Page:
Wednesday, July 8, 2009

Honey, Lavender, and Crystalized Flowers

I made the above cupcakes for a "Spring into Cupcakes" cupcake party that I had back in March. What is a cupcake party? It's when I bake hundreds (literally) of baby cupcakes in four or five different flavors with a common theme, and invite my friends to come over dressed up according to the theme and sample different cupcakes. It's a TON of fun, but a lot of work. I ususally don't have the urge to bake for a while after doing that.

Anyway, the above cupcakes are one of my favorites. The recipe is honey and lavendar cupcakes and comes from the 500 Cupcakes book. What is especially great is that the cupcake is made using one bowl! I topped them with some crystalized edible flowers. I am sharing this recipe now because edible flowers are not easy to find in the winter, so this might be a good summer treat.

Honey Lavender Cupcakes - makes 18

For the cupcakes:
  • 1 cup (2 sticks) sweet butter, room temperature
  • 1 cup superfine sugar
  • 2 cups self-rising flour (I just go with unbleached all-purpose)
  • 4 eggs
  • 1 tsp. vanilla extract
For the frosting
  • 1 cup cream cheese, softened
  • 1 1/2 cups confectioners' sugar, sifted (honestly, I never sift and it comes out fine)
  • 1/3 cup honey
  • Blue food coloring (optional)
  • 1 tbsp. dried lavender flowers Tip: I found these both at Whole Foods and a local food co-op
For the crystalized flowers
  • 1 package of edible flowers (available at grocery stores in the produce section or specialty produce markets - call ahead as not all stores carry it year round) OR you can use organic roses. Tip: Don't use flowers from a flower shop! They are sprayed with lots of pesticides!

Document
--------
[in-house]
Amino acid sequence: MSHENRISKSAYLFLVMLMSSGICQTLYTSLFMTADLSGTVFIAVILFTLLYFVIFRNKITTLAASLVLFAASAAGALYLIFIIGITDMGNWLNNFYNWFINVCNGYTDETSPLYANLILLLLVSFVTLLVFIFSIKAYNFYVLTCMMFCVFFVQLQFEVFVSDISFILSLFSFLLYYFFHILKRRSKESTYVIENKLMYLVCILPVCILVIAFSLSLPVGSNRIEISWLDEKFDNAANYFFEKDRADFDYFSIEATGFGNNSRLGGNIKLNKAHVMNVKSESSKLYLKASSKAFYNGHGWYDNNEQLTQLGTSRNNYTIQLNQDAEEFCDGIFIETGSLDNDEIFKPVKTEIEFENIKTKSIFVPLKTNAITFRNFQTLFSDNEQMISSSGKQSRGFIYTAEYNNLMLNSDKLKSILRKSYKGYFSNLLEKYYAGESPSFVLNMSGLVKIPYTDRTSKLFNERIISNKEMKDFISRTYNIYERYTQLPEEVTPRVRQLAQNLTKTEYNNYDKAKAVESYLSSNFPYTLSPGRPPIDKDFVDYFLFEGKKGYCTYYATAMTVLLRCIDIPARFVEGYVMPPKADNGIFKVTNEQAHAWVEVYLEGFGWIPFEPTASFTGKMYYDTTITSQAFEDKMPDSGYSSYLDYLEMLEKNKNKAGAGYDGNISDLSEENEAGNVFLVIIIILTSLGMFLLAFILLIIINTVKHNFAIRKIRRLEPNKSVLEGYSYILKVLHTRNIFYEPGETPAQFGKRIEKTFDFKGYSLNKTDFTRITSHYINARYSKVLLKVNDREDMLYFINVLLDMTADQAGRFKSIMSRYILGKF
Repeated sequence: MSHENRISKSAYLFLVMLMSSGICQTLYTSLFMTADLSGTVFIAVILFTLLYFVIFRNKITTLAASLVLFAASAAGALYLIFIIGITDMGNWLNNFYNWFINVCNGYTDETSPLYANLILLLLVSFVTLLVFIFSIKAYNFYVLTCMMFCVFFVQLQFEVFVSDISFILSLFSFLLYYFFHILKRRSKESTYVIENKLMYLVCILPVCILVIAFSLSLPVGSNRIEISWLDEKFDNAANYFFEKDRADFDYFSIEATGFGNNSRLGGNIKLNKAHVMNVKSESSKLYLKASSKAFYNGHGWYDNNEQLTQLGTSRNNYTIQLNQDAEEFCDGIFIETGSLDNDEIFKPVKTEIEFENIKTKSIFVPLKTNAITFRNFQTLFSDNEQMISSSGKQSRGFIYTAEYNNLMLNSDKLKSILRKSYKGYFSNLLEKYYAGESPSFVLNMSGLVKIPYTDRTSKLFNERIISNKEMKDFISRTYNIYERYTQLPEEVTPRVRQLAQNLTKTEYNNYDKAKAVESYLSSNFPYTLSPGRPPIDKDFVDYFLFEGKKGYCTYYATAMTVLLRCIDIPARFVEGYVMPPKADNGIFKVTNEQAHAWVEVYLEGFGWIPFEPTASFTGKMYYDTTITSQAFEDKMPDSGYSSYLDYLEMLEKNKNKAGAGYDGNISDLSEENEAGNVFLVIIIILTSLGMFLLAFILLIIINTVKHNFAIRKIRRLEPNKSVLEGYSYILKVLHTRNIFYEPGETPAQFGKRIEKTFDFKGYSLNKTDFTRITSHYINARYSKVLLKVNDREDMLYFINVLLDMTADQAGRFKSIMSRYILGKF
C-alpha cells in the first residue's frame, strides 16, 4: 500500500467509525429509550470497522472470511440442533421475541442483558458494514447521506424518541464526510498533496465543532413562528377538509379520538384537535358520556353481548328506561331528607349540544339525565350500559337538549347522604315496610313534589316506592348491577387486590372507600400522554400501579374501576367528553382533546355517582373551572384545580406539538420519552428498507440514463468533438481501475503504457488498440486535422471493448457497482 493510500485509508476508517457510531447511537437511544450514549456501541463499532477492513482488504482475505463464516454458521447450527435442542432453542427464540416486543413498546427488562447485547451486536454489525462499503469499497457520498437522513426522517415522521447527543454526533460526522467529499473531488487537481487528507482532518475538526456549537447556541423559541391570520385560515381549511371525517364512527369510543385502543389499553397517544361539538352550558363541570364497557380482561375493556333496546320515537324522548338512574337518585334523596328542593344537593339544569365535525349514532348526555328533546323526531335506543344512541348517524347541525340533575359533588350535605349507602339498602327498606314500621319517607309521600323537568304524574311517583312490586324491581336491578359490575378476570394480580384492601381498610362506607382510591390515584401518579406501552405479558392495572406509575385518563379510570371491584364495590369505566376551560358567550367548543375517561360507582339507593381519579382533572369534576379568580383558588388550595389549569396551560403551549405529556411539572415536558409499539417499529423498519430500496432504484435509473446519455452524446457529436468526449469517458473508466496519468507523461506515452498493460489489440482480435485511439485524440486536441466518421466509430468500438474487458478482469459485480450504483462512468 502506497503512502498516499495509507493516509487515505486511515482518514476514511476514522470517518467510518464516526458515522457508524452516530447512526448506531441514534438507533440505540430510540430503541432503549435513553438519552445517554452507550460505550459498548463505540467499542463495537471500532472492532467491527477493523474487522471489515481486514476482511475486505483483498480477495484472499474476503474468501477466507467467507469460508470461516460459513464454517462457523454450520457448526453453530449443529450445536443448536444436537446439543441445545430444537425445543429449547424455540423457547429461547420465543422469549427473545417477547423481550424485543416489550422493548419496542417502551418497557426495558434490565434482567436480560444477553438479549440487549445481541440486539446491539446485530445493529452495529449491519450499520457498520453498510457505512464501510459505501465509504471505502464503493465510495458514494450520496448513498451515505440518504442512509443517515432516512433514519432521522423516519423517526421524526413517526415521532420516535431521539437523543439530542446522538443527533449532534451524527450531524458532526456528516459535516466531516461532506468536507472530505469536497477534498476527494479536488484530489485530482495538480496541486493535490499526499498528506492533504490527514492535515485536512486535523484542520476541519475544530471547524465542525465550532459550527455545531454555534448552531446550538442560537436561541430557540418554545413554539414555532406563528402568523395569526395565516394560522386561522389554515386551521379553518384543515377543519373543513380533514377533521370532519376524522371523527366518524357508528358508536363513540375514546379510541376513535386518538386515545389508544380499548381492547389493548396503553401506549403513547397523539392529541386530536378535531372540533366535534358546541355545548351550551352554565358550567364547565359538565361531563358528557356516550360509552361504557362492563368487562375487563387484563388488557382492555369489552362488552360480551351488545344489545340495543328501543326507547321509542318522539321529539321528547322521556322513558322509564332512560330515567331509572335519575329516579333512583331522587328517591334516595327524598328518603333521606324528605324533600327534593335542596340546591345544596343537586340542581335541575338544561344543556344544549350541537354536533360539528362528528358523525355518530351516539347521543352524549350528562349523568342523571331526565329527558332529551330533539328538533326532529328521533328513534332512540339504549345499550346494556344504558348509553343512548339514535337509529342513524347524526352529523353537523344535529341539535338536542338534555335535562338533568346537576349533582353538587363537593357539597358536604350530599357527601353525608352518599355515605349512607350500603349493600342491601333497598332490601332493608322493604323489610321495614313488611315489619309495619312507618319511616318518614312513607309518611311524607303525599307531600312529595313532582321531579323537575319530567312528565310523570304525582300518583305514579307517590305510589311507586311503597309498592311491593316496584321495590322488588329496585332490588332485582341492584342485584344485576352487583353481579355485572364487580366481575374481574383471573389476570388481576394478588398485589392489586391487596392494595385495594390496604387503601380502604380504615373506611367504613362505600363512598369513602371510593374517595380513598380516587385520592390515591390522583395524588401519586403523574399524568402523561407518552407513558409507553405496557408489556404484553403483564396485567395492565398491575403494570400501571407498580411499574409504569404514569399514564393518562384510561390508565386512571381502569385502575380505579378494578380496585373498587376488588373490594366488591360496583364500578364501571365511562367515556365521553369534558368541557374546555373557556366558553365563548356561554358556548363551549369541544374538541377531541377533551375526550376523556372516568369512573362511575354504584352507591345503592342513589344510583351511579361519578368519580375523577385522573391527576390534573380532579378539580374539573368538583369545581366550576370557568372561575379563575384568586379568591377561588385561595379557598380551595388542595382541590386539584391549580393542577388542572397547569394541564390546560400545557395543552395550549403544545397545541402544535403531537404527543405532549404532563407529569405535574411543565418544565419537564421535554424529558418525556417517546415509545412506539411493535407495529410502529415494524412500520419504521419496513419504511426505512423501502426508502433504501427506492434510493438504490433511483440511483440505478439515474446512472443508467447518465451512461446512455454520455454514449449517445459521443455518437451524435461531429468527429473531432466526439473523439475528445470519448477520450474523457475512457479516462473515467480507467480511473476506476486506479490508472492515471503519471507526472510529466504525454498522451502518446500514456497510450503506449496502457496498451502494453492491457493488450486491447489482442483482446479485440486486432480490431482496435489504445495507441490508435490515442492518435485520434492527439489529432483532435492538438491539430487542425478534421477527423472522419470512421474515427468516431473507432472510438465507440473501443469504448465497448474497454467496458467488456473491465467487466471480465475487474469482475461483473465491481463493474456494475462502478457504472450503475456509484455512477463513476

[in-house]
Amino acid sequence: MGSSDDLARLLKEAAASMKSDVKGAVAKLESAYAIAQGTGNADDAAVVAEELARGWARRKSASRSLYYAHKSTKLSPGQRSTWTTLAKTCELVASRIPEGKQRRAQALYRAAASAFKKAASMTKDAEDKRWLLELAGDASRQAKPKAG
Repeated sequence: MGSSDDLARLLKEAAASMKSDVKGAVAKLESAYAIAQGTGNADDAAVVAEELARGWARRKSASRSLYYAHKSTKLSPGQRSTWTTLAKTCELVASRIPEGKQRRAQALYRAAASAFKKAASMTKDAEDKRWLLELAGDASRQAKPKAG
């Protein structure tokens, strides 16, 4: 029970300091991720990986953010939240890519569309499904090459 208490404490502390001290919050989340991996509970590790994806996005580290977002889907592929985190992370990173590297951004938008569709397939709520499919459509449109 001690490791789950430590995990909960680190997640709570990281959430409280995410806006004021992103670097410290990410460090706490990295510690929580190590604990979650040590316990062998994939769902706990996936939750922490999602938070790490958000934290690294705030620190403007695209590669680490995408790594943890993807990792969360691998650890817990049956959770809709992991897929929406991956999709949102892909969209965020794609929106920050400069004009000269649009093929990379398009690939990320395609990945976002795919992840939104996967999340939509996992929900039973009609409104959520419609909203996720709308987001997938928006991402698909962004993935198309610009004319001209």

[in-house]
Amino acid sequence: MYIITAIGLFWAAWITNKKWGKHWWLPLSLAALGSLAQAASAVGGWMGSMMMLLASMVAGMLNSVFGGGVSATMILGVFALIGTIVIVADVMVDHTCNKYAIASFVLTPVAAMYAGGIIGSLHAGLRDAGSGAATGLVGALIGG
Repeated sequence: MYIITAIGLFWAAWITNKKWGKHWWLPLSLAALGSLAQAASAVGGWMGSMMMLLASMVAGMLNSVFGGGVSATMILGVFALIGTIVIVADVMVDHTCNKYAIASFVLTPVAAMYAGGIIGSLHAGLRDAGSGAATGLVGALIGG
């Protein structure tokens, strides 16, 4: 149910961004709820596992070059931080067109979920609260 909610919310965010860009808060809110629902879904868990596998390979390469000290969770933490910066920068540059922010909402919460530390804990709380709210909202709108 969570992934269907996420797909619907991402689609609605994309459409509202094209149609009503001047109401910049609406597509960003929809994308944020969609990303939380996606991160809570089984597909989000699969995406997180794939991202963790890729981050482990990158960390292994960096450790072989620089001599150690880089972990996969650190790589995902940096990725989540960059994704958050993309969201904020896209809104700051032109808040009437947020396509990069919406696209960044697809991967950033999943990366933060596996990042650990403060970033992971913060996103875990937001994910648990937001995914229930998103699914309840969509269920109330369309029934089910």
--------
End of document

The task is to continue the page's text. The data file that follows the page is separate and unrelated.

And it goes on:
• 1 egg white
  • superfine berry sugar
  1. Preheat the oven to 400 F (200C). Place 18 baking cups in muffin pans
  2. Combine all of the cupcake ingredients in a medium bowl and beat with an electric mixer until smooth and pale, approximately 2-3 minutes
  3. Spoon the batter into the cups, filling them 2/3. Tip: I like to use an ice cream scoop to do this. It makes for an even distribution of cake batter
  4. Bake for 20 minutes, or when a toothpick is inserted and removed clean. Tip: My oven bakes... well... unevenly. I like to turn my cupcakes by 180 degrees halfway through the projected baking time as a result
  5. Remove muffin pans from the oven and cool for 5 minutes, then remove cupcakes an cool on a rack.
  6. For the frosting, beat the cream cheese and the confectioners' sugar in a medium bowl with an electric mixer, until light and creamy.
  7. Beat in the honey and few drops of food coloring, if you desire, to turn the tops a pleasant teal color.
  8. Stir in the lavender flowers
  9. Spread onto cooled cupcakes with a knife or off-set spatula.
Cupcakes can be kept without frosting in an airtight container for 3 days, but taste best frosted the same day that they will be served.